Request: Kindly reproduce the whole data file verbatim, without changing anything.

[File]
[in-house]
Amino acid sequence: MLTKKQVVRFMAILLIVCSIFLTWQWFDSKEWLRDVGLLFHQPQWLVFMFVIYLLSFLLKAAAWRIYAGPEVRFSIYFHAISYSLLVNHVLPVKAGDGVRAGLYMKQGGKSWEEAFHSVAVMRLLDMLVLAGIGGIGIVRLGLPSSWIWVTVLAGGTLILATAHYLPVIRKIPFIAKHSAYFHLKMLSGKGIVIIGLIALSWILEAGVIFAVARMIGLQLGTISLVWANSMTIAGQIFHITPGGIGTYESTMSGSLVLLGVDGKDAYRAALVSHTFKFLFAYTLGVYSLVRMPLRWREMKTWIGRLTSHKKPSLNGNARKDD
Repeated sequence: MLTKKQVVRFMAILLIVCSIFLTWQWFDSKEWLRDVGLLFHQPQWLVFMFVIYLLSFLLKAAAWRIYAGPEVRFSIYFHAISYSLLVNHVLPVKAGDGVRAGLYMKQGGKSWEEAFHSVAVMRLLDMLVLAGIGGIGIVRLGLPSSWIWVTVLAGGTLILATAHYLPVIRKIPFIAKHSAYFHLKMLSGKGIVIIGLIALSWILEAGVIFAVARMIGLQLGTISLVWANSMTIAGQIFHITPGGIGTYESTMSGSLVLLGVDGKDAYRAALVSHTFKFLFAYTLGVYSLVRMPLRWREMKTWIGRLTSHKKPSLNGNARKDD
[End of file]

[in-house]
Amino acid sequence: MLTKKQVVRFMAILLIVCSIFLTWQWFDSKEWLRDVGLLFHQPQWLVFMFVIYLLSFLLKAAAWRIYAGPEVRFSIYFHAISYSLLVNHVLPVKAGDGVRAGLYMKQGGKSWEEAFHSVAVMRLLDMLVLAGIGGIGIVRLGLPSSWIWVTVLAGGTLILATAHYLPVIRKIPFIAKHSAYFHLKMLSGKGIVIIGLIALSWILEAGVIFAVARMIGLQLGTISLVWANSMTIAGQIFHITPGGIGTYESTMSGSLVLLGVDGKDAYRAALVSHTFKFLFAYTLGVYSLVRMPLRWREMKTWIGRLTSHKKPSLNGNARKDD
Repeated sequence: MLTKKQVVRFMAILLIVCSIFLTWQWFDSKEWLRDVGLLFHQPQWLVFMFVIYLLSFLLKAAAWRIYAGPEVRFSIYFHAISYSLLVNHVLPVKAGDGVRAGLYMKQGGKSWEEAFHSVAVMRLLDMLVLAGIGGIGIVRLGLPSSWIWVTVLAGGTLILATAHYLPVIRKIPFIAKHSAYFHLKMLSGKGIVIIGLIALSWILEAGVIFAVARMIGLQLGTISLVWANSMTIAGQIFHITPGGIGTYESTMSGSLVLLGVDGKDAYRAALVSHTFKFLFAYTLGVYSLVRMPLRWREMKTWIGRLTSHKKPSLNGNARKDD